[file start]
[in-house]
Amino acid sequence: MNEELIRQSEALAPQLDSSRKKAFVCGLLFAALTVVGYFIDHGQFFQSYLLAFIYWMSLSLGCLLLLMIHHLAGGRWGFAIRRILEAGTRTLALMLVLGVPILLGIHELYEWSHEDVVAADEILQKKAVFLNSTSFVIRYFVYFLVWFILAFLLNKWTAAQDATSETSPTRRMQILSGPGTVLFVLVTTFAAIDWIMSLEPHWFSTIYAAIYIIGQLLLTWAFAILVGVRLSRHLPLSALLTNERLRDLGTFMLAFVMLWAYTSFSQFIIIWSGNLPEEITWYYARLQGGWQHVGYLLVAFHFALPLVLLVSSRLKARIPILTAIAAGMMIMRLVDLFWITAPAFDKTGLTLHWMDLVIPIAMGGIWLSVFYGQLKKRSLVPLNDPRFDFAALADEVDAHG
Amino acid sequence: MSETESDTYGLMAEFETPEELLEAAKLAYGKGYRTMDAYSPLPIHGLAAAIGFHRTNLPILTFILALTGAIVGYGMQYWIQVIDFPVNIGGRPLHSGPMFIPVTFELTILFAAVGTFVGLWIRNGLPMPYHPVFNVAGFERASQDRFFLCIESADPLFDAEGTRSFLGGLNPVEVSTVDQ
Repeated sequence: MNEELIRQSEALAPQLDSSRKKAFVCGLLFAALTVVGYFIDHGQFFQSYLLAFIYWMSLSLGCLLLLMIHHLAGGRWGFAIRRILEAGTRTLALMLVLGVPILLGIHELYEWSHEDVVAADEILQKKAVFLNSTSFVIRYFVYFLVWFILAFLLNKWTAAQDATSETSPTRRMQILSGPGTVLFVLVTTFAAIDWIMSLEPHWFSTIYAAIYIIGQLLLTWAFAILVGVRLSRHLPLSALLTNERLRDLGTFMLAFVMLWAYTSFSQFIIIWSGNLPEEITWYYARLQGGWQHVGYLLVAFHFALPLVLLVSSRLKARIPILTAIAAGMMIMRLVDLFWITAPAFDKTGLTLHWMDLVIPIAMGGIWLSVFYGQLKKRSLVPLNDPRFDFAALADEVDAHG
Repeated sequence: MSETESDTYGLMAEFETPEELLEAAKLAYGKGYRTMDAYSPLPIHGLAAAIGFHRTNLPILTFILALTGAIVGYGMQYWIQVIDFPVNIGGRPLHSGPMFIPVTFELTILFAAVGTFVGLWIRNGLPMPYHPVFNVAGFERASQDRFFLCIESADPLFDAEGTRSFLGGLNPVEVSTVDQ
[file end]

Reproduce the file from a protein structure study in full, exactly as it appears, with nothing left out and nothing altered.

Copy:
[in-house]
Amino acid sequence: MNEELIRQSEALAPQLDSSRKKAFVCGLLFAALTVVGYFIDHGQFFQSYLLAFIYWMSLSLGCLLLLMIHHLAGGRWGFAIRRILEAGTRTLALMLVLGVPILLGIHELYEWSHEDVVAADEILQKKAVFLNSTSFVIRYFVYFLVWFILAFLLNKWTAAQDATSETSPTRRMQILSGPGTVLFVLVTTFAAIDWIMSLEPHWFSTIYAAIYIIGQLLLTWAFAILVGVRLSRHLPLSALLTNERLRDLGTFMLAFVMLWAYTSFSQFIIIWSGNLPEEITWYYARLQGGWQHVGYLLVAFHFALPLVLLVSSRLKARIPILTAIAAGMMIMRLVDLFWITAPAFDKTGLTLHWMDLVIPIAMGGIWLSVFYGQLKKRSLVPLNDPRFDFAALADEVDAHG
Amino acid sequence: MSETESDTYGLMAEFETPEELLEAAKLAYGKGYRTMDAYSPLPIHGLAAAIGFHRTNLPILTFILALTGAIVGYGMQYWIQVIDFPVNIGGRPLHSGPMFIPVTFELTILFAAVGTFVGLWIRNGLPMPYHPVFNVAGFERASQDRFFLCIESADPLFDAEGTRSFLGGLNPVEVSTVDQ
Repeated sequence: MNEELIRQSEALAPQLDSSRKKAFVCGLLFAALTVVGYFIDHGQFFQSYLLAFIYWMSLSLGCLLLLMIHHLAGGRWGFAIRRILEAGTRTLALMLVLGVPILLGIHELYEWSHEDVVAADEILQKKAVFLNSTSFVIRYFVYFLVWFILAFLLNKWTAAQDATSETSPTRRMQILSGPGTVLFVLVTTFAAIDWIMSLEPHWFSTIYAAIYIIGQLLLTWAFAILVGVRLSRHLPLSALLTNERLRDLGTFMLAFVMLWAYTSFSQFIIIWSGNLPEEITWYYARLQGGWQHVGYLLVAFHFALPLVLLVSSRLKARIPILTAIAAGMMIMRLVDLFWITAPAFDKTGLTLHWMDLVIPIAMGGIWLSVFYGQLKKRSLVPLNDPRFDFAALADEVDAHG
Repeated sequence: MSETESDTYGLMAEFETPEELLEAAKLAYGKGYRTMDAYSPLPIHGLAAAIGFHRTNLPILTFILALTGAIVGYGMQYWIQVIDFPVNIGGRPLHSGPMFIPVTFELTILFAAVGTFVGLWIRNGLPMPYHPVFNVAGFERASQDRFFLCIESADPLFDAEGTRSFLGGLNPVEVSTVDQ